The Fusion of Inclusion

“The Fusion of Inclusion”
Expanding Minorities’ Technology-Sector
Presence Is Critical to Fueling Northeast Ohio’s
Competitive Drive
June 2012
The Fusion of Inclusion
Report was written to quantify African and Latino American participation in
high-growth technology industries
Economic development organizations, policymakers, business leaders, colleges
and universities and philanthropists have recognized the urgent need for
greater entrepreneurship in technology fields and have been working to build
the region’s technology infrastructure
The region’s economic development eco-system has identified emerging high
growth industries for support and seeded entrepreneurial success by improving
access to capital, encouraging a risk-taking culture, expanding networking
opportunities, identifying markets and addressing workforce challenges
Yet, there is a growing threat to regional competitiveness: underperformance
of African and Latino American populations in the industries identified as
emerging drivers of the regional economy
The Fusion of Inclusion
PolicyBridge received funding, support and subject matter expertise from
regional economic development organizations: NorTech, The America21
Project, JumpStart, BioEnterprise, MAGNET, TeamNEO, and the Fund for Our
Economic Future
Cleveland State University’s Center for Economic Development provided the
quantitative analysis
PolicyBridge conducted qualitative research through focus group sessions held
throughout the region with participants from the private, public and non-profit
sectors from the African, Latino and Caucasian communities
The quantitative and qualitative research and analysis are basis for the
conclusions and recommendations contained in this report
The Fusion of Inclusion
Significant disparities are found in four critical areas - employment,
entrepreneurship, engagement and education. Although minorities make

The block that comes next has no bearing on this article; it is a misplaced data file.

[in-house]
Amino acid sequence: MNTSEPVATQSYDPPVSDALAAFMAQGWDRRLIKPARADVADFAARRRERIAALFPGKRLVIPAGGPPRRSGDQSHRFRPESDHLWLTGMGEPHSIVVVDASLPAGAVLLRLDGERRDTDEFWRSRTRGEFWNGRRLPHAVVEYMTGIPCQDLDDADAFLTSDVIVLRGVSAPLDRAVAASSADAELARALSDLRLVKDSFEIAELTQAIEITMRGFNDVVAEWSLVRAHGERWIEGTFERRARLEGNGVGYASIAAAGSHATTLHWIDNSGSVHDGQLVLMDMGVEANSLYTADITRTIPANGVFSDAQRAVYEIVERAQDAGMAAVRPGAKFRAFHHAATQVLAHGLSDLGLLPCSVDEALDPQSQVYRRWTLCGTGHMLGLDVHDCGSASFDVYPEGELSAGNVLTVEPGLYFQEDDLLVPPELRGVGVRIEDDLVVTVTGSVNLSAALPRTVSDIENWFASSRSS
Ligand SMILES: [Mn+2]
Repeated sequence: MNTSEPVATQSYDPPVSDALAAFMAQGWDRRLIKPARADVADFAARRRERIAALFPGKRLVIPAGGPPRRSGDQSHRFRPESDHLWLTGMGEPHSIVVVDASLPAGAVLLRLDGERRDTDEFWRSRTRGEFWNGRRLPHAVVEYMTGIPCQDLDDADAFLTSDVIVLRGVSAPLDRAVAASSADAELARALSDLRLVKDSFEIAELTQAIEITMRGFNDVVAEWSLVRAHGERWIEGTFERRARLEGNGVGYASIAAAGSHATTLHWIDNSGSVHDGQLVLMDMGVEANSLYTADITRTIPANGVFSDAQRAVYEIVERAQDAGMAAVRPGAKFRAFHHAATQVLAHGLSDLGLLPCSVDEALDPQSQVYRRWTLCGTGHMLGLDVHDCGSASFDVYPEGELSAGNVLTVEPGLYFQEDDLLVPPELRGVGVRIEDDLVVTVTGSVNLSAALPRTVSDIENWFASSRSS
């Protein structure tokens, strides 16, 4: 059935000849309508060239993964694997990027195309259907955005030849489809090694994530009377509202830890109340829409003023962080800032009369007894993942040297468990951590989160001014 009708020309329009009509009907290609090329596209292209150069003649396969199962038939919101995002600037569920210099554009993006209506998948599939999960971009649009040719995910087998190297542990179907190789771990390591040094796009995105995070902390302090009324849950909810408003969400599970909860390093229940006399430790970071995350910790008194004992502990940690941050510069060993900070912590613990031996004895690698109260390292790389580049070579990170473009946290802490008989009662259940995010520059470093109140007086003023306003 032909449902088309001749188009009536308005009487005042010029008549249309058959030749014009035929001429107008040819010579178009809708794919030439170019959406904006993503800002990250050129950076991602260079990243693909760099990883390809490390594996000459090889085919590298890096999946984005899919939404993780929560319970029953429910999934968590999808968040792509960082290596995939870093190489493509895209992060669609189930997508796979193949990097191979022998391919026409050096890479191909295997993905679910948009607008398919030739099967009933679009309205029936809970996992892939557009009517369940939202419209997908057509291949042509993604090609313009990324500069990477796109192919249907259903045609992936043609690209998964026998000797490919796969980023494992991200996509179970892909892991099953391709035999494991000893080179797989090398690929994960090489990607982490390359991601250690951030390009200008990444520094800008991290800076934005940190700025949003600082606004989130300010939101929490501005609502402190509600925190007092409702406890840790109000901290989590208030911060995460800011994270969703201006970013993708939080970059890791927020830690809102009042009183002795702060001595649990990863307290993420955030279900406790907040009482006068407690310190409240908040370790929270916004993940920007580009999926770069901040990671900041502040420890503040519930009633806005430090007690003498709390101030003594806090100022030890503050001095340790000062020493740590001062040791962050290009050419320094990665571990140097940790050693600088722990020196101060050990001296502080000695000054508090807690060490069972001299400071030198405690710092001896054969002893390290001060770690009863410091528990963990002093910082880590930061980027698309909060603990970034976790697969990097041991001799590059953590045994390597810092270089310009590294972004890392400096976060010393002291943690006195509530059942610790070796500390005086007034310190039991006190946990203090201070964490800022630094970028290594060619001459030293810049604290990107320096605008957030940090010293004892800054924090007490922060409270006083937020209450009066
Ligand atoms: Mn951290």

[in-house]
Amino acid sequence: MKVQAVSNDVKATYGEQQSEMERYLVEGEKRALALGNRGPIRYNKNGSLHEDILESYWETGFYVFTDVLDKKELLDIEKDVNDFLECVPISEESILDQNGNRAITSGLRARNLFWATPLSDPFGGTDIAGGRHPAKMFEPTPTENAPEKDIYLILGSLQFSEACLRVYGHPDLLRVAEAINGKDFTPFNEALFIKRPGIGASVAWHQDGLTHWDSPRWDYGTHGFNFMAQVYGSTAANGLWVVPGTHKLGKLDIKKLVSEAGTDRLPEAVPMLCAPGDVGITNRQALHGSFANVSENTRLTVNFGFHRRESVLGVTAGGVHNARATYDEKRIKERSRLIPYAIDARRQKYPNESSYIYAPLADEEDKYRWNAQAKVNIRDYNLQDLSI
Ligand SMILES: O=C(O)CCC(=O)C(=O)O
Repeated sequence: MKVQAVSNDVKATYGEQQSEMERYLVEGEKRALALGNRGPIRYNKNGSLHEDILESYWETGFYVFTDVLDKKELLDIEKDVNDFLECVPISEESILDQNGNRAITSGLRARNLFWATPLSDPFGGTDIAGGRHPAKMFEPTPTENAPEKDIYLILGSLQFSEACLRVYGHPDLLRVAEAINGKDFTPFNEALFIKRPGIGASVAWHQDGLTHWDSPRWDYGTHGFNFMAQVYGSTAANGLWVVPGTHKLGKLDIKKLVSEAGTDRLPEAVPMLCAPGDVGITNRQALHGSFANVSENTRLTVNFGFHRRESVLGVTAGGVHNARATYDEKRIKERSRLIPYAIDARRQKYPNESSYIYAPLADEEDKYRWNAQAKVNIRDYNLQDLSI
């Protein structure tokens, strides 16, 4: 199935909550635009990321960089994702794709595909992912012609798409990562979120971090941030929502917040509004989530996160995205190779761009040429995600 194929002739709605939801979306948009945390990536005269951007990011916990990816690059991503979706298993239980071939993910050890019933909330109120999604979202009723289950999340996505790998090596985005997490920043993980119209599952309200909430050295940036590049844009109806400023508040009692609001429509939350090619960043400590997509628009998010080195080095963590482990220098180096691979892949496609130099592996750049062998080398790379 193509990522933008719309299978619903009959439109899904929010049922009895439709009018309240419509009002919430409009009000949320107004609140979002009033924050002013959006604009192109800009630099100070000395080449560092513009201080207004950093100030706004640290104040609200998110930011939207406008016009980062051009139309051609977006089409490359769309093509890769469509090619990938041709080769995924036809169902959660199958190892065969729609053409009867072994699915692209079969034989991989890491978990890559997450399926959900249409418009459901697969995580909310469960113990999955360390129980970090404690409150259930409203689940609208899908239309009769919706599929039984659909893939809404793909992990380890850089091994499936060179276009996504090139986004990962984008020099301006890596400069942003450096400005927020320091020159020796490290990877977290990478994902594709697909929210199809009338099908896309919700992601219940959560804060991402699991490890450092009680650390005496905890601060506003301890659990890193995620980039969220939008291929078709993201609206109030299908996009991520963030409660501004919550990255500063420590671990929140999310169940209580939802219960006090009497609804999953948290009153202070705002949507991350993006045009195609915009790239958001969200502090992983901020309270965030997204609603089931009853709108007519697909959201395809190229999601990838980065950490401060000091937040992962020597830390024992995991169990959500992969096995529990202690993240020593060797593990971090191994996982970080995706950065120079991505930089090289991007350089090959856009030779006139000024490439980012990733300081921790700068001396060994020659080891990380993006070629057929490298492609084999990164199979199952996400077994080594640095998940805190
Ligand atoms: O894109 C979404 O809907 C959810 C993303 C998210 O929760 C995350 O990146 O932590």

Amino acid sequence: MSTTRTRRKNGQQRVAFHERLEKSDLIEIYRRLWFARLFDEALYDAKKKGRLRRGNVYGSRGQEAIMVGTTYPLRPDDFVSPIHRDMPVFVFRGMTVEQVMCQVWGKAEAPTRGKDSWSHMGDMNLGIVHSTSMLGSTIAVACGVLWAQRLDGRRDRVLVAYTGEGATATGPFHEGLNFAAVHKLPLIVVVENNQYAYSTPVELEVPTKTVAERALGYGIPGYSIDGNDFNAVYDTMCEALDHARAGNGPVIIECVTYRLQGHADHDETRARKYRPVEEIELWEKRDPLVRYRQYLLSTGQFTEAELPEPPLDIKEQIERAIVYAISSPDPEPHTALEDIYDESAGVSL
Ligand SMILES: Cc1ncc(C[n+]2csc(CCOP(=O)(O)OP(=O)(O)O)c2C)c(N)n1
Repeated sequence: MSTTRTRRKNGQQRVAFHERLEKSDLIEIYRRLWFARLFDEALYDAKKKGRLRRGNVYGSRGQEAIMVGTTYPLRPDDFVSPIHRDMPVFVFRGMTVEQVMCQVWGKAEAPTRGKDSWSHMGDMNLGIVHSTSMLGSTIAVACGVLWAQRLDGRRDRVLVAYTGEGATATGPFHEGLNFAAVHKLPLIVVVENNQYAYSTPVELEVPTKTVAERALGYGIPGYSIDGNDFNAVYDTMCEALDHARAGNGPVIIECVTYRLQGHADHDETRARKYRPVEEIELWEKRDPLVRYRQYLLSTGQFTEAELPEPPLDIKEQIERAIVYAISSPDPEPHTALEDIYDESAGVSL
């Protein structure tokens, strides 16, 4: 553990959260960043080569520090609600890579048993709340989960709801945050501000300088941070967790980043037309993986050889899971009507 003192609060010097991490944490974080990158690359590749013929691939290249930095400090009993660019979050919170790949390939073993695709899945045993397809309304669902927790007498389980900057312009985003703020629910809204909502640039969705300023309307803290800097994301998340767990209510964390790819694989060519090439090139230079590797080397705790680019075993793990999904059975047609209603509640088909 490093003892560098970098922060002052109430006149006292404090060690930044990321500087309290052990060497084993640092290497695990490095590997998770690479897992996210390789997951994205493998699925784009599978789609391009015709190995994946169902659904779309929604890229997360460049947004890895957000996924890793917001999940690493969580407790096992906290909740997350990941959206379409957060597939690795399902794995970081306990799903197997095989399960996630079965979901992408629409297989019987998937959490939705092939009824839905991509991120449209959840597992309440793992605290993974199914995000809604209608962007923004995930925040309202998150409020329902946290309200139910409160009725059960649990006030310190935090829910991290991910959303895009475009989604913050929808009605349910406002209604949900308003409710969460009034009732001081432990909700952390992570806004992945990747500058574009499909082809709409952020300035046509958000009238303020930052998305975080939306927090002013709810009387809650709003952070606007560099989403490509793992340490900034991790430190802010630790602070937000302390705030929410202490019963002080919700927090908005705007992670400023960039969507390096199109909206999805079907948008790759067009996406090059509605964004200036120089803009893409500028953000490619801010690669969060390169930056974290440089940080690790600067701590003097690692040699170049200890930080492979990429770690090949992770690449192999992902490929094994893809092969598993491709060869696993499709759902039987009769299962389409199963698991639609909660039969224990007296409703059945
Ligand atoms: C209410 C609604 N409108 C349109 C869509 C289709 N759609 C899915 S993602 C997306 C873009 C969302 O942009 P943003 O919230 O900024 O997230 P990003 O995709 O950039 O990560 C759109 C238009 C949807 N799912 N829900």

up roughly 20% of the study region total population:
African and Latino American workers combined account for less than 10% of
the workers in selected high-tech industries in NEO. For the nation overall,
they account for about 16% of workers.
African and Latino Americans also only own about 2% of all business in
technology-based growth industries throughout the region and state and 4% in
the nation.
African and Latino Americans report significant obstacles in accessing startup
capital and business development support
African and Latino Americans lag behind their NEO non-minority counterparts
in educational attainment overall and specifically in the fields of science,
technology, engineering and mathematics
The Fusion of Inclusion - Employment
The CSU analysis found that minorities were underrepresented in NEO hightech industries compared to the region’s population distribution, but there is
also a significant difference in the jobs minorities do in those industries, which
African and Latino Americans were less likely to hold management
African and Latino Americans were less likely to work in computer,
mathematics, architecture and engineering fields
Only 22.2% of African and Latino Americans were working in NEO’s
high-tech sector in 2010 held science and math occupations as
compared to 34.9% for non-minorities
The Fusion of Inclusion - Entrepreneurship
African Americans in the region own about 1% of high-tech industries, a rate
similar to those owned at the state and national levels
Latino Americans in the region and the state own 1% of the high-tech as
compared to 3% across the country
African and Latino American ownership rate of high-tech companies is
disproportionately low compared to the relative size of the minority population
in the geography
African and Latino Americans face hurdles that hinder their entrepreneurial
activity such as: lack of funding, lack of entrepreneurial role models and
technology industry networks, lack of entrepreneurial capacity and business